Nigeria plans import duty raise for RE equipment in 2017

The Nigeria Customs Service (NCS) may increase duties on importation of renewable energy appliances and components into Nigeria in the 2017 fiscal year, OGN has reliably gathered.

Informed sources told OGN in Abuja that though a circular to this effect was still being awaited, the planned raise has reportedly gotten the approval of the country’s authorities.

Classified under ‘Electric generating sets and rotary converters’ with HS commodity code 85.02, the current duty rate for importing renewable energy products into Nigeria is 5%. The import VAT is 0%.

Additional taxes which include landing charges may however apply when importing renewable energy products into the country. Also, the country has a most favoured nation (MFN) tariff rate of 20%.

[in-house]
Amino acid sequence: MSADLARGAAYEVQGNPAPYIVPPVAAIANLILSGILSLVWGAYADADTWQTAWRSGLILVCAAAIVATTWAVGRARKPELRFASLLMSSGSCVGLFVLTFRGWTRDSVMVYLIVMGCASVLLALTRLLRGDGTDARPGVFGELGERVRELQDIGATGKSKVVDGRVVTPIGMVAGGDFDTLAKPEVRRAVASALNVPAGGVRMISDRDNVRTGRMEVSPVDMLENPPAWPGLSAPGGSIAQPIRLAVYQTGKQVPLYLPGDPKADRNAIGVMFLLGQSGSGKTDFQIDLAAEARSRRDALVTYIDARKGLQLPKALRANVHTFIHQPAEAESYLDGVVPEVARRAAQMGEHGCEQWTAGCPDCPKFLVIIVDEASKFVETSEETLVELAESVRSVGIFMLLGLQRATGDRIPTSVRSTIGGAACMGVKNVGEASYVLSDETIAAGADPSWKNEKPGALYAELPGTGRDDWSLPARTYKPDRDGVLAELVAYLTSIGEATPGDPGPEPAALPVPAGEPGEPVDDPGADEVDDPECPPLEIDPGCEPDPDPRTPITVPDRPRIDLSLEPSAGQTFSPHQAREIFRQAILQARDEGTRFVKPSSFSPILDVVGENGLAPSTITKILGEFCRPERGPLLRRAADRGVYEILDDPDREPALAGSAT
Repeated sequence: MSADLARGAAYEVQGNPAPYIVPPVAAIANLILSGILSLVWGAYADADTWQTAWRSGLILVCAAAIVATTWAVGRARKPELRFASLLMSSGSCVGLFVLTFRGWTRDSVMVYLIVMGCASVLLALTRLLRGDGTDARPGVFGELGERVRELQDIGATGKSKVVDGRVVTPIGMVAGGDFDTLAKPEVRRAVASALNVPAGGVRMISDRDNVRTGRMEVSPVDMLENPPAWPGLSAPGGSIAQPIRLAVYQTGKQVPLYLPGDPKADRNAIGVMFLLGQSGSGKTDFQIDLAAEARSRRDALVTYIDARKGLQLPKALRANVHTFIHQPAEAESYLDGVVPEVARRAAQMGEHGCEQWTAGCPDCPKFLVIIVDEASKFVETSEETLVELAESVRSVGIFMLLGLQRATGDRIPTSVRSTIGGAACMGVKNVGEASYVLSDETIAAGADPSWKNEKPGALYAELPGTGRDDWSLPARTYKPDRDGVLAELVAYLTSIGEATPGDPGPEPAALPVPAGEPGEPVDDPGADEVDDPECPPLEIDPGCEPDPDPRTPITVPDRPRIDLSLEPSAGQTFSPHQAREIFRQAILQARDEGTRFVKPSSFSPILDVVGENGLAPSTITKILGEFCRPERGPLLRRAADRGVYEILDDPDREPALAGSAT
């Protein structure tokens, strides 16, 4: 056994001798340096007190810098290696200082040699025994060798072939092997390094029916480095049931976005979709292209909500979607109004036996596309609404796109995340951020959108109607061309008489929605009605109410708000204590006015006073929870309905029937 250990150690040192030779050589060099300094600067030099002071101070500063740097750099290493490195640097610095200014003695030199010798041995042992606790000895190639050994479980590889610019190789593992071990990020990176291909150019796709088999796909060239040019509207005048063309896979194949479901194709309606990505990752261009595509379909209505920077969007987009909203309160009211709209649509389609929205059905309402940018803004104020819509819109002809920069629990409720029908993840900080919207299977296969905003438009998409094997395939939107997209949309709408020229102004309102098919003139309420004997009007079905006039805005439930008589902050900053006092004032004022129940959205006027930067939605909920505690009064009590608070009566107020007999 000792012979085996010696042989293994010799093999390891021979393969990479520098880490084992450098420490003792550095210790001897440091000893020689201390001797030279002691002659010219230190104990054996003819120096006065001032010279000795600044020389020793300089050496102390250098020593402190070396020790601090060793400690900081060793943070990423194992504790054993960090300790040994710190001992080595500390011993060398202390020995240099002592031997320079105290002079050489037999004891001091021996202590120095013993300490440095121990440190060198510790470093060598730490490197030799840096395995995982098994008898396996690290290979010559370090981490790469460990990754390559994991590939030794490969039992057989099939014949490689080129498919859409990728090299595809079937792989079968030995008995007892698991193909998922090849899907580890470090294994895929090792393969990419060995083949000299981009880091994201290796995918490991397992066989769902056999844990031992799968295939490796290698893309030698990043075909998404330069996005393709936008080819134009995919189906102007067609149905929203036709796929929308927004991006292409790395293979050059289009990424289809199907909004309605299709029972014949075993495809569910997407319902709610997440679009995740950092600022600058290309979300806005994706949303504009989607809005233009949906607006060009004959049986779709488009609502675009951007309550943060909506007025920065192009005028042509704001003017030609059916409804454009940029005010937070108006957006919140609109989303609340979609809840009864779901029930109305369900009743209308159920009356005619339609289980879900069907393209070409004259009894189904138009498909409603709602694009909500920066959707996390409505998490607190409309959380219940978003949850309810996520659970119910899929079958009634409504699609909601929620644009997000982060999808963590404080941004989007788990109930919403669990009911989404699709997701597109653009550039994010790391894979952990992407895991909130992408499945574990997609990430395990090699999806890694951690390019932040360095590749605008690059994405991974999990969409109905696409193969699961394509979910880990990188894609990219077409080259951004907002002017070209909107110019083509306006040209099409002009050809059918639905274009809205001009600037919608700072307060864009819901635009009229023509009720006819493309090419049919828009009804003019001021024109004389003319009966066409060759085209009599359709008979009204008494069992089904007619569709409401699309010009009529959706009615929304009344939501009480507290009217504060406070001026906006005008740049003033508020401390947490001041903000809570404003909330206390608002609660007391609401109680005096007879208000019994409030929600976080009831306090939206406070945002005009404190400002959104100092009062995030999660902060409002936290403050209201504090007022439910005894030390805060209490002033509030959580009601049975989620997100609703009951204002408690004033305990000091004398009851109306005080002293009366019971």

MFN tariff is a duty rate applied to a country with MFN status. It is the lowest possible tariff a country can assess on another country. Under the WTO agreements, countries cannot normally discriminate between their trading partners, and are therefore required to extend MFN status to other WTO members, though exceptions exist under strict conditions.

While details of the prospective tariff is still unknown, the sources however explained that this could ridicule Nigeria’s stated commitment to clean energy generation and diversification going forward.

Under the country’s Renewable Energy and Energy Efficient Policy (REEEP) which stakeholders speak highly of, the country seeks to have a zero duty for solar appliances and 5% duty for solar panels regime.

Moreover, it is not clear how this will affect the 14 solar plant developers who in July 2016 signed their respective power purchase agreements (PPAs) with the government to generate over 1200MW of solar power.

OGN learnt some of the firms could conclude their financial closures soon. Their total financial commitment to the 14 pioneer solar projects is placed around $2.5bn.

duties on importation of renewable energy appliances
Current customs duties for RE equipment – courtesy Nigeria Customs Service